In early February this year I wrote a blog post when Bitcoin broke through $10,000 and why I thought that this could be the beginning of a new bull market. I touched upon COVID-19 in this post as well (long before most people paid any attention to the virus), but I did not realize that COVID would slow down the bull market by about 6 months.

Right after global lockdowns started in March Bitcoin actually crashed hard (together with the stock market), but it also recovered quickly. By early October the real new bull run really started and since then the Bitcoin price went up almost 3 times. I think this is the beginning of an epic bull run that could lead to Bitcoin prices that hardly anybody can imagine right now. If you are not in Bitcoin yet because you thought it was too risky, now may be a good time to get in (not investment advice though!). In my opinion Bitcoin is de-risked with professional investors buying up all the newly mined coins and Bitcoin at $28,000 might be a safer investment long term than Bitcoin at $6000 at the beginning of the year.

What changed? I believe the most important factor is that some well known investors paved the way for others to invest and make it less risky to do so. At the beginning of the year investing in Bitcoin may have cost a professional investor his or her job, right now not investing in Bitcoin may get you fired. It’s a completely different investment environment. Over the past couple of weeks there was another announcement of a new large fund investing in Bitcoin almost every day.

It all started in the spring of this year with Paul Tudor Jones announcing that he put a small percentage of his net worth into Bitcoin. That opened people’s eyes, because PTD is highly regarded. Not long after that Microstrategy’s Michael Saylor announced that his firm had invested $450 million of its reserve assets into Bitcoin. This was huge news, MicroStrategy was the first publicly listed company that did this and the public markets liked it: its stock price almost tripled in 4 months time after the announcement. Not only that, MicroStrategy doubled its reserves during that time because the Bitcoin price doubled. They basically made in 6 months what the company would have normally made in 10 years. Michael Saylor became a hero in the Bitcoin world and started doing almost daily podcasts and video interviews, in which he convinced a lof others that having Bitcoin as a reserve asset is less risky than keeping it in dollars.

Then in October all of a sudden the announcements started. Just a few examples of financial news headlines since then:
– Billionaire Hedge Fund Investor Druckenmiller Says He Owns Bitcoin
JP Morgan saying that investors are selling gold for BTC
PayPal Enables Users to Buy, Hold and Sell Cryptocurrency
Citibank Analyst Says Bitcoin Could Pass $300K by December 2021
BlackRock’s Chief Investment Officer Says Bitcoin Could Replace Gold
Guggenheim Fund Reserves Right to Put Up to 10% in Bitcoin Trust
MassMutual announces a $100 Million Purchase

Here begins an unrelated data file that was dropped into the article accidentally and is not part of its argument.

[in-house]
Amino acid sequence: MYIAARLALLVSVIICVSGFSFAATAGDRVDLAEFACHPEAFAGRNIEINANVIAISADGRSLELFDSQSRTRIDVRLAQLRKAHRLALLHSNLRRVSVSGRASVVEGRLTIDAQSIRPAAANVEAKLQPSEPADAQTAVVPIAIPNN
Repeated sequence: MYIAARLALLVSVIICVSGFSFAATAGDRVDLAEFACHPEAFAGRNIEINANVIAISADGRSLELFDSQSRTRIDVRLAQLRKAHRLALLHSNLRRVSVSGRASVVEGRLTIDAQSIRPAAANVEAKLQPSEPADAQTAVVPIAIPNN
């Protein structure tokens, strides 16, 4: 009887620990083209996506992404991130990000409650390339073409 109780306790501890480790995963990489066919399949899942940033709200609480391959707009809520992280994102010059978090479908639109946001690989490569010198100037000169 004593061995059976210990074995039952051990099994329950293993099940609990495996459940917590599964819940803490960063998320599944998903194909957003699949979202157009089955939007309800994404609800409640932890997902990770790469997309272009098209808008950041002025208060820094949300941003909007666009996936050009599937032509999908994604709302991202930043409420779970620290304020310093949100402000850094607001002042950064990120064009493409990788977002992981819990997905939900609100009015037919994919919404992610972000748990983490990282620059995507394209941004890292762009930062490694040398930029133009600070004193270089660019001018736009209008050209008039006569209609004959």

Ruffer investing $740M in BTC – and selling Gold for that
Jim Cramer buying BTC and talking about it on TV
Fidelity CEO saying that there is a pipeline of institutional investors looking to get into Bitcoin custody
An avalanche of positive news for Bitcoin is coming from some of the top financial institutions in the world. I personally think the MassMutual purchase of $100 million of Bitcoin may turn out to be the most important one. Not because of the amount, that is actually quite modest, but because this is the first life insurance company getting into this new asset class. They would have to get SEC approval for this, which is quite an effort in itself, and now others will follow. Moreover, once you invest $100 million and that investment is going up 50% in 3 weeks you will likely start to invest more.

The herd is here and these investors won’t go away anymore. Right now Bitcoin is at about $530 billion in market cap, it just flipped Visa and is now the same size as Berkshire Hathaway. It still about 20 times smaller than Gold, but I believe that within 5 years (=after the next Bitcoin halving) Bitcoin might flip Gold as well. The higher Bitcoin goes, the more institutions will invest. Look at BlackRock for example, their Chief Investment Officer publicly said that Bitcoin could replace Gold, but the firm does not buy Bitcoin yet for its funds. Why? Simply because Bitcoin is still too small for them. But not long anymore!

I am happy that my predictions are coming true. I spent years studying Bitcoin on a daily basis and saw the writing on the wall for years, but it was hard to predict exactly when it would happen. In 2017 I predicted that Bitcoin would hit $150,000 in 2021 and I still stand by that prediction. It could be a few months later of course, but it could also happen by next summer already. It all depends on the speed at which new investors enter the market. The nice thing about having the Bitcoin blockchain is that you can calculate how long it might take to get to this price (because all transactions are visible on the blockchain).